Construction payments come slowly, and sometimes, they don’t come at all. Every state has prompt payment laws (though they can vary from state-to-state) that set deadlines for payment — and interest penalties for late payments. If you are having trouble getting paid on a construction project, prompt payment laws are one avenue to speed up payments. In this article, we are going to take a look at the deadlines and penalties under California’s Prompt Payment Act.
California Prompt Payment Deadlines
There are actually two different laws that govern the timing of payments in California, and they depend on the type of construction project. Some of the prompt payment laws apply to private projects1, and others apply to public works projects2.
Note: If you are working on a federal project, the Federal Prompt Payment Act applies.
Payment Deadlines for the Owner
Each prompt payment law has deadlines for payments from the property owner or public agency to the prime contractor and other direct contractors.
On private construction projects, the owner must pay direct contractors within 30 days of the contractor’s request for payment. But that’s not written in stone, per se. There are exceptions if:
- parties agreed to another time frame in the contract, or
- there is a good faith dispute over payment due.
A good faith dispute isn’t a license to withhold everything, though – an owner may only withhold up to 150% of the amount in dispute.
On public construction projects, the rules may actually vary depending on the type of public entity. In particular, the California State University system must pay direct contractors within 39 days after receipt of an undisputed payment request. State & local agencies must pay progress payments within 30 days after receiving such a request. Payment requests that are rejected must be returned to the direct contractor with a written explanation within 7 days.
On private construction projects, the owner must pay retainage within 45 days after completion of the improvement. However, if a good faith dispute exists regarding the amount of retention due, the owner may withhold up to 150% of any disputed portion. But, if the contractor corrects or completes the disputed work – and sends notice that the fix is complete – that work must be accepted or rejected within 10 days. Note: parties cannot modify the 45 day period applicable to retainage by contract like they can with progress payments. If the contract requires retainage to be withheld, it must be paid within 45 days to avoid the penalty.
On public construction projects, retention withheld by a public agency must be released within 60 days of completion of the work of improvement.
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Payment Deadlines for Direct Contractors
California’s prompt payment rules also set deadlines for the GC to make payments to subcontractors as well.
Rules governing prompt payment to subs are generally the same for public and private projects.
On private construction projects, GCs must pay subcontractors within 7 days of receiving each progress payment relating to that sub’s work. The same exceptions that apply to direct contractors (above) also apply to subs. That means the time frame can be changed by contract, and payment can be withheld if a good faith dispute exists (up to 150% of the amount in dispute).
On most public projects within California, a general contractor must pay subs within 7 days of receiving a progress payment relating to that subcontractor’s work. One exception is projects for public utilities. General contractors on a project for public utility must pay subs within 21 days of receiving a progress payment relating to that subcontractor’s work. The timeframe can be changed by contract, and payment can be withheld for a good faith dispute (up to 150% of the amount in dispute).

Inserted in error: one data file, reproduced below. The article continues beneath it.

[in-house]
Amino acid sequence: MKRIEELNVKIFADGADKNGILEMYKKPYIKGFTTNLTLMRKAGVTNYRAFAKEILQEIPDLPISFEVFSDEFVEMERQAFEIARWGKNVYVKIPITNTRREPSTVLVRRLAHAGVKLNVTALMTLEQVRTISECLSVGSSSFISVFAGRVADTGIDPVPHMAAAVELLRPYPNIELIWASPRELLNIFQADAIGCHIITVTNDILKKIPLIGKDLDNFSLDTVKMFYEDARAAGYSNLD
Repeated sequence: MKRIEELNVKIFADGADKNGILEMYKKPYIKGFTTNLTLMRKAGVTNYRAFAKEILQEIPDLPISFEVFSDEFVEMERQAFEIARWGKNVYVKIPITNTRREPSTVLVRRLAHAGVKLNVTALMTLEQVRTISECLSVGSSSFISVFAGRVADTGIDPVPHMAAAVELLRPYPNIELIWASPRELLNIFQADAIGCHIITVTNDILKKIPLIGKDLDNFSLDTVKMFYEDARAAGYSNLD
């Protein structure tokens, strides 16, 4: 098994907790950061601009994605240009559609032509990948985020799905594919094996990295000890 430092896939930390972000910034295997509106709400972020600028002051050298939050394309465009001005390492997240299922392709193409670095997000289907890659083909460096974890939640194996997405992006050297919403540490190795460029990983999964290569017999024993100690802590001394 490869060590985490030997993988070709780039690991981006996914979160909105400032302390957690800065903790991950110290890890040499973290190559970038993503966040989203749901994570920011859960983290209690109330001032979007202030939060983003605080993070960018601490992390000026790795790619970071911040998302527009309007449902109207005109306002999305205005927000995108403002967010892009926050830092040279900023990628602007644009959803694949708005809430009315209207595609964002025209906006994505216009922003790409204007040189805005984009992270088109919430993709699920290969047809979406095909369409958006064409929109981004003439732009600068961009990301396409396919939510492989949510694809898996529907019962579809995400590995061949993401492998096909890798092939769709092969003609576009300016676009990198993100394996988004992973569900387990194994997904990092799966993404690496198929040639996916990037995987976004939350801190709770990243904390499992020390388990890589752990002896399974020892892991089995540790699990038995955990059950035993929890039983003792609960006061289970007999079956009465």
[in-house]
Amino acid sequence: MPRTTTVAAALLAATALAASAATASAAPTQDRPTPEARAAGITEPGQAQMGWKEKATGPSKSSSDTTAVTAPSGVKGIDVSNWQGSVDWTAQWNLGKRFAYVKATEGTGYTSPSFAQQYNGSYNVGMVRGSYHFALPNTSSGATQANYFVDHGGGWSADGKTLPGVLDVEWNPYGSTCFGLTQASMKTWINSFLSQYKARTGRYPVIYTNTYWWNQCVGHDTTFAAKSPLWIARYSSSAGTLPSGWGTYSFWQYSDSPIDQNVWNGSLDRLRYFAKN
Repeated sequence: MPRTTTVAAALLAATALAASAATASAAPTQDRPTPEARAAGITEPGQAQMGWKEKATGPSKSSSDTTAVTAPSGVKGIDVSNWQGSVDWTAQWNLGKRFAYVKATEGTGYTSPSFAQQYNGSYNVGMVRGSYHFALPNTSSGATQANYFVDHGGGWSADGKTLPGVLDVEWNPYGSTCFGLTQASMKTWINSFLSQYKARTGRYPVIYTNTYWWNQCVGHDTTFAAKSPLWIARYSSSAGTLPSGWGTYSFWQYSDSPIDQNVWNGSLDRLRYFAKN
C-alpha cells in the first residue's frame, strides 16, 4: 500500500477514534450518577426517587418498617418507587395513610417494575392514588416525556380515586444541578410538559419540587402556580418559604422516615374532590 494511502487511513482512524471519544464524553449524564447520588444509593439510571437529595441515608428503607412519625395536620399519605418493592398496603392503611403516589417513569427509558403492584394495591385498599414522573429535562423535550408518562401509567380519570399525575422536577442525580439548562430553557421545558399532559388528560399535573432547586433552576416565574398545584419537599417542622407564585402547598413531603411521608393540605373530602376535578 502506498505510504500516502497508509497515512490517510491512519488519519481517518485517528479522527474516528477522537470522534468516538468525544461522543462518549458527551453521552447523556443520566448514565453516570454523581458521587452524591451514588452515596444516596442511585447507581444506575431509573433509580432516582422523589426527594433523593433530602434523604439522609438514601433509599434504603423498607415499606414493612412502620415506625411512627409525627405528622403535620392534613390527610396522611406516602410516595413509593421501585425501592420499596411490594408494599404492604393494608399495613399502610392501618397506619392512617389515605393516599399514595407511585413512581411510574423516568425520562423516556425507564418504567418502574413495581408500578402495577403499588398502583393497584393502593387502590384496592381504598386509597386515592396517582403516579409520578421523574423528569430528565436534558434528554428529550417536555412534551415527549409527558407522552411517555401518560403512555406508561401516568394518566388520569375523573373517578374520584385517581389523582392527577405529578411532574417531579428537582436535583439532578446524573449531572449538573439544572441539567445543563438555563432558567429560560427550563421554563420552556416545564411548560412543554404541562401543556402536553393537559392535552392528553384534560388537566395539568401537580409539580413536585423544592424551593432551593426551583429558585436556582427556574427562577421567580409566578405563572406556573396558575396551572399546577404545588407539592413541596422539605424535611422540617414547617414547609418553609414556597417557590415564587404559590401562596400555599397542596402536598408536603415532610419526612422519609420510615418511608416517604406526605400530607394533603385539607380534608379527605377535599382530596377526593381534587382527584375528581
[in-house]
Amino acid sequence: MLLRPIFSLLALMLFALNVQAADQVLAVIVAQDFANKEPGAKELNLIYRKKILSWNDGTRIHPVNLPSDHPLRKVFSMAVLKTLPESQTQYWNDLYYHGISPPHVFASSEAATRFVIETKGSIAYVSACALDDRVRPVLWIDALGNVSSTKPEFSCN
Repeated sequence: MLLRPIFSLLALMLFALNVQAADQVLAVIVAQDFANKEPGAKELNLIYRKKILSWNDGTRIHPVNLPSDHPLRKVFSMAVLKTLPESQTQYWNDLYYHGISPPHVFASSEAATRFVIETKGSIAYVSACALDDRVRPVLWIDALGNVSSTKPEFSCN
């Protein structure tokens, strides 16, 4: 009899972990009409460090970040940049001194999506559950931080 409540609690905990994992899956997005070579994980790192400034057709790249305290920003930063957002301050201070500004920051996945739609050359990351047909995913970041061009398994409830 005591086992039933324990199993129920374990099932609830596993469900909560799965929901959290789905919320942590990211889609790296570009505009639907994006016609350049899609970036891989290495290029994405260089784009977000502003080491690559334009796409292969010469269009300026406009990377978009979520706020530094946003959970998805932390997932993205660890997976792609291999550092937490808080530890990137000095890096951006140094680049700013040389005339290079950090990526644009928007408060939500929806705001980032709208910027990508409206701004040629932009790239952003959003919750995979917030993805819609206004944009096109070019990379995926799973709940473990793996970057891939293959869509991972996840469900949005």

On private projects, the GC must pay retention to subcontractors within 10 days of receiving retention payments from the owner. If the GC is withholding retainage from a subcontractor until that sub corrects or completes their work, the GC must accept or reject that sub’s work within 10 days of the fix. If accepted, the GC must pay retention relating to that work within 10 days.
On public projects, GCs must pay the sub their portion of the retention within 7 days after receiving all or a portion of the retention from the public agency. The same retention exceptions apply here as well. If a good faith dispute exists, the contractor may withhold from retention to the sub an amount not exceeding 150% of the amount in dispute. These provisions may not be modified or waived by contract.
Payment Deadlines for Subcontractors
In general, subcontractors have the same payment deadlines as general contractors.
On private projects in California, subcontractors must make progress payments to subs and vendors below them within 7 days of receiving payment from the property owner.
On public projects, subcontractors must pay lower tier subs and material suppliers within 7 days of receiving a progress payment relating to the work in question.
Prompt payment penalties related to retention do not apply to lower tier subcontractors or material suppliers.
Penalties for Slow Payment in California
On private construction projects in California, payments not made on time are subject to an interest penalty of 2% per month. Further, if forced to file a lawsuit to recover prompt payment penalties, the prevailing party is entitled to an award of attorney’s fees and costs.
On public construction projects, progress payments improperly withheld by a public entity are subject to an interest penalty of 10% per year. If the public entity improperly withholds retention, the interest penalty is 2% per month. For GCs and subcontractors who withhold payment, the interest penalty is 2% per month for both retention and progress payments.